I am pleased to be here with you this afternoon.
I appreciate the invitation to be in front of this committee. As it's my first time in front of this committee since the election, let me congratulate each of you on your election to Parliament and your commitment to serving constituents and building a better Canada.
I am Paul Davidson, president of Universities Canada. We are the voice of Canada's 97 universities working together to advance higher education, research and innovation in Canada.
On their behalf, let me invite you to visit our campuses to see the phenomenal work being done by students, faculty, and researchers to give you a glimpse into Canada's future.
Today's subject is of vital concern to our members, and let me tell you why. Over 40% of all R and D in Canada happens at Canada's universities. This spans from fundamental research that spurs disruptive innovations and creates markets to applied research that innovates new products, processes, and services.
Over one million young Canadians are pursuing their first degree at our places of learning. The experiences they have will determine Canada's prosperity for decades to come.
Canada's universities are anchor institutions in communities right across the country, in communities large and small, and so we appreciate the opportunity to explore academic-industry collaboration and how it can be improved.
At the outset, let me say that budget 2016 contained many welcome measures that have a bearing on today's subject. The new post-secondary strategic investment fund will provide new investments in research infrastructure to promote innovation. The new investments in discovery research are the largest in a decade, and will let discovery lead, which in turn leads to innovation. Changes in student financial assistance will make post-secondary education more attainable. These measures, along with others, will contribute to economic growth and inclusion.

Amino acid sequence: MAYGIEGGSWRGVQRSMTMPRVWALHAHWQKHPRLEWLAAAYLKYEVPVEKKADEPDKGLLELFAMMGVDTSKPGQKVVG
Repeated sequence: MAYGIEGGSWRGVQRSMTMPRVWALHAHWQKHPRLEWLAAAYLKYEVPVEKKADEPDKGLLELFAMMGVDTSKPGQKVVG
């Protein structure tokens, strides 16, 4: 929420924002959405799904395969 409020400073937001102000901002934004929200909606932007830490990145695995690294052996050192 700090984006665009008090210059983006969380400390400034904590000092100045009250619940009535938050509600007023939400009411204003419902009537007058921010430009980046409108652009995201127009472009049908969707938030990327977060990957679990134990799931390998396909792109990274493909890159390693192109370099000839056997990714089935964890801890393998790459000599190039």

Today's universities may be different than when you were younger. Canada is now proud to have globally competitive research infrastructure, the results of investments that started being made in late 1990s, and the world is now coming to Canada to work with us. We have a new generation of faculty and researchers. Think of this: over 65% of our faculty have been hired in the last 15 years. This is a new generation of researchers with new experiences, new skills, and a commitment to collaboration, and they're among the world's best. Last year 24 Canadians won major international prizes—I'm thinking of Dr. Art McDonald and the Nobel Prize in Physics—and the world is noticing.
We have far more entrepreneurship and co-op opportunities on our campuses than ever before with entrepreneurship programs and resources for students and faculties, such as the new certificate in entrepreneurship, available to all students at SFU. From start-up incubators that launch students' inventions to help creating new companies, universities are fuelling the entrepreneurial spirit in today's students.
You may be surprised to know that over 55% of all undergraduates at universities today have some form of experiential education, and we're working with private sector leaders and our colleagues at this table to increase that further. University research and technology parks house nearly 1,500 companies employing about 65,000 people and generating $4.3 billion annually in GDP.
All that being said, we share your concern about the future of manufacturing in this country. Visiting communities like London, Windsor, and Hamilton, we can see that we all need to draw on our best efforts to create new opportunity. That's why studies like this are important. Universities provide a unique and vital role in the growth and sustainability of industrial clusters, networks, and manufacturing plants across the country. We do this as educators and research performers and also as innovation stimulators, entrepreneurship enablers, and global connectors for all types of industrial sectors.
I'll just give a couple of examples if I may, both in the field of advanced manufacturing. The first is the Centre for Hybrid Automotive Research and Green Energy. It's an industrial-scale research and development lab at the University of Windsor. This facility produces world-class disruptive technology in battery-to-wheel research. The work enhances electrified vehicle technology and encourages knowledge, technology, and expertise to be transferred to industrial partners at globally competitive levels.